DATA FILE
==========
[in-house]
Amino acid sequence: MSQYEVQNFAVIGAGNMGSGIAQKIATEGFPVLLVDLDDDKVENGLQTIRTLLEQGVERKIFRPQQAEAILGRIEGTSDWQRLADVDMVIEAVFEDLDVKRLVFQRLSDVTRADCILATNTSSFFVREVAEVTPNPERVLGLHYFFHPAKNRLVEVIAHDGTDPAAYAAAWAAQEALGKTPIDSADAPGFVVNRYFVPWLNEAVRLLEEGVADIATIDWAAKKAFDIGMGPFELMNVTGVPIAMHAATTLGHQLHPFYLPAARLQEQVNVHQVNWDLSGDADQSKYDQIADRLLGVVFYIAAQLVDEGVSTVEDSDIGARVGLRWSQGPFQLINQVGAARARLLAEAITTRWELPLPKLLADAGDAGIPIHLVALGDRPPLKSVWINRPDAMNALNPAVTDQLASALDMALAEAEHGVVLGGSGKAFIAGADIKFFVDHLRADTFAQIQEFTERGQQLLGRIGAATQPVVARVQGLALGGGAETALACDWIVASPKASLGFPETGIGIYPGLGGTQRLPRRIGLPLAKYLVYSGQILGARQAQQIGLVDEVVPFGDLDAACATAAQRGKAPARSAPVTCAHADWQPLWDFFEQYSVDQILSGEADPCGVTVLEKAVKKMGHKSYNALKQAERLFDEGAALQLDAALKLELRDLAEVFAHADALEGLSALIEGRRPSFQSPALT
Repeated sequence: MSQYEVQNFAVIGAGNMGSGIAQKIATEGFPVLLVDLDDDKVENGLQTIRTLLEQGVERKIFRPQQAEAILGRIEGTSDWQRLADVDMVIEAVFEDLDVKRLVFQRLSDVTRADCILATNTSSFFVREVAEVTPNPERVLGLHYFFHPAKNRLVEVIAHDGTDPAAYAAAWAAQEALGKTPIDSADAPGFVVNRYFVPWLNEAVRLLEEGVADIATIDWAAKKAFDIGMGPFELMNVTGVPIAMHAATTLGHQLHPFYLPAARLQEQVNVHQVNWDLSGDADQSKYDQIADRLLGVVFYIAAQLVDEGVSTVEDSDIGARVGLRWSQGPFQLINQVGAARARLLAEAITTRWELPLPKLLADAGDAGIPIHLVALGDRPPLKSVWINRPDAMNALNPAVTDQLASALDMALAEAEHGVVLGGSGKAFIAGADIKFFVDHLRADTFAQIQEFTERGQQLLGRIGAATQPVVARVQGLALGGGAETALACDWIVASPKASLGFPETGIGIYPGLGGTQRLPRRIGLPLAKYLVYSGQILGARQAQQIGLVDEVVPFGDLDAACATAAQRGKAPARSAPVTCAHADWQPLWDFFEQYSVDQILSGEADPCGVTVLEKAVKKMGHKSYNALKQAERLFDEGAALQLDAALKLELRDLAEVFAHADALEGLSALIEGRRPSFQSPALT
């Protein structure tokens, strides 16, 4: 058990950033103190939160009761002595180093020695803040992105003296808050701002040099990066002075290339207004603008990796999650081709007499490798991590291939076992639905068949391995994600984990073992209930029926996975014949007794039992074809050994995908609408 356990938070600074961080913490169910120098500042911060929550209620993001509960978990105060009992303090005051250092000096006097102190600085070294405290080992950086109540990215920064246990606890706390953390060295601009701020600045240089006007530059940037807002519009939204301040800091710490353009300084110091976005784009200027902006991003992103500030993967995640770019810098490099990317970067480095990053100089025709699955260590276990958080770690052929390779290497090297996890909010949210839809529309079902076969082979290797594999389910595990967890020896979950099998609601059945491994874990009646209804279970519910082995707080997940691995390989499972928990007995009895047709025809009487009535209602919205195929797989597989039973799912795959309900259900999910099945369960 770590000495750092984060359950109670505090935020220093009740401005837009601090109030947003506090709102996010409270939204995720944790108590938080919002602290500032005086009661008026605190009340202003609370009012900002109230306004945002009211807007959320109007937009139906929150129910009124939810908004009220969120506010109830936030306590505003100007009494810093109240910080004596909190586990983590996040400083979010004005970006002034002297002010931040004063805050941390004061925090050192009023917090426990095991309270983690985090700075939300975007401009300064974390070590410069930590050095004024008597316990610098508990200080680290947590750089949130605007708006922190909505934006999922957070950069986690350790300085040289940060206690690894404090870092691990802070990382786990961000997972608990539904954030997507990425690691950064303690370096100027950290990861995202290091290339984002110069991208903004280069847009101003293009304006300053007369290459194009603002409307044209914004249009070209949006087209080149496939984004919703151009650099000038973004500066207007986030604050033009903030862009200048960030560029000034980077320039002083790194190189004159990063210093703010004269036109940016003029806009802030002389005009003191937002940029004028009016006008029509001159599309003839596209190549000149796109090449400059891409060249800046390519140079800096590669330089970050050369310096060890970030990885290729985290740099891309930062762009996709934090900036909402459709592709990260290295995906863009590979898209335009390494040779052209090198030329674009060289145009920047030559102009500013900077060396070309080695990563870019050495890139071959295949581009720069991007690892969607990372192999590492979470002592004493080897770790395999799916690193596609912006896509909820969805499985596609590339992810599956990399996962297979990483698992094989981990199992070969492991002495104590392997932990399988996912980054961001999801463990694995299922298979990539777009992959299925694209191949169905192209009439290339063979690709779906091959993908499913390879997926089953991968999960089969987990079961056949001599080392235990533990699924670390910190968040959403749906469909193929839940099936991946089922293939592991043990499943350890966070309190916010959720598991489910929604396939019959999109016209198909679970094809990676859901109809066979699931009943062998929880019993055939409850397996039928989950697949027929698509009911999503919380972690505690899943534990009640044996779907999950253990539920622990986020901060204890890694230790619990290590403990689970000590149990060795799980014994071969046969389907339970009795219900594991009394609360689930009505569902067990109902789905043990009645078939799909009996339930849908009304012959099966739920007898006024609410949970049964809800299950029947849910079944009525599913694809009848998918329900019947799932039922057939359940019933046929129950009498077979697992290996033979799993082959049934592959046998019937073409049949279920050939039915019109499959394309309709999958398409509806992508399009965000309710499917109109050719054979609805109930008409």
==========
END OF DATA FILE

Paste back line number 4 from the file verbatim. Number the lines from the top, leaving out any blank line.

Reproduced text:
């Protein structure tokens, strides 16, 4: 058990950033103190939160009761002595180093020695803040992105003296808050701002040099990066002075290339207004603008990796999650081709007499490798991590291939076992639905068949391995994600984990073992209930029926996975014949007794039992074809050994995908609408 356990938070600074961080913490169910120098500042911060929550209620993001509960978990105060009992303090005051250092000096006097102190600085070294405290080992950086109540990215920064246990606890706390953390060295601009701020600045240089006007530059940037807002519009939204301040800091710490353009300084110091976005784009200027902006991003992103500030993967995640770019810098490099990317970067480095990053100089025709699955260590276990958080770690052929390779290497090297996890909010949210839809529309079902076969082979290797594999389910595990967890020896979950099998609601059945491994874990009646209804279970519910082995707080997940691995390989499972928990007995009895047709025809009487009535209602919205195929797989597989039973799912795959309900259900999910099945369960 770590000495750092984060359950109670505090935020220093009740401005837009601090109030947003506090709102996010409270939204995720944790108590938080919002602290500032005086009661008026605190009340202003609370009012900002109230306004945002009211807007959320109007937009139906929150129910009124939810908004009220969120506010109830936030306590505003100007009494810093109240910080004596909190586990983590996040400083979010004005970006002034002297002010931040004063805050941390004061925090050192009023917090426990095991309270983690985090700075939300975007401009300064974390070590410069930590050095004024008597316990610098508990200080680290947590750089949130605007708006922190909505934006999922957070950069986690350790300085040289940060206690690894404090870092691990802070990382786990961000997972608990539904954030997507990425690691950064303690370096100027950290990861995202290091290339984002110069991208903004280069847009101003293009304006300053007369290459194009603002409307044209914004249009070209949006087209080149496939984004919703151009650099000038973004500066207007986030604050033009903030862009200048960030560029000034980077320039002083790194190189004159990063210093703010004269036109940016003029806009802030002389005009003191937002940029004028009016006008029509001159599309003839596209190549000149796109090449400059891409060249800046390519140079800096590669330089970050050369310096060890970030990885290729985290740099891309930062762009996709934090900036909402459709592709990260290295995906863009590979898209335009390494040779052209090198030329674009060289145009920047030559102009500013900077060396070309080695990563870019050495890139071959295949581009720069991007690892969607990372192999590492979470002592004493080897770790395999799916690193596609912006896509909820969805499985596609590339992810599956990399996962297979990483698992094989981990199992070969492991002495104590392997932990399988996912980054961001999801463990694995299922298979990539777009992959299925694209191949169905192209009439290339063979690709779906091959993908499913390879997926089953991968999960089969987990079961056949001599080392235990533990699924670390910190968040959403749906469909193929839940099936991946089922293939592991043990499943350890966070309190916010959720598991489910929604396939019959999109016209198909679970094809990676859901109809066979699931009943062998929880019993055939409850397996039928989950697949027929698509009911999503919380972690505690899943534990009640044996779907999950253990539920622990986020901060204890890694230790619990290590403990689970000590149990060795799980014994071969046969389907339970009795219900594991009394609360689930009505569902067990109902789905043990009645078939799909009996339930849908009304012959099966739920007898006024609410949970049964809800299950029947849910079944009525599913694809009848998918329900019947799932039922057939359940019933046929129950009498077979697992290996033979799993082959049934592959046998019937073409049949279920050939039915019109499959394309309709999958398409509806992508399009965000309710499917109109050719054979609805109930008409």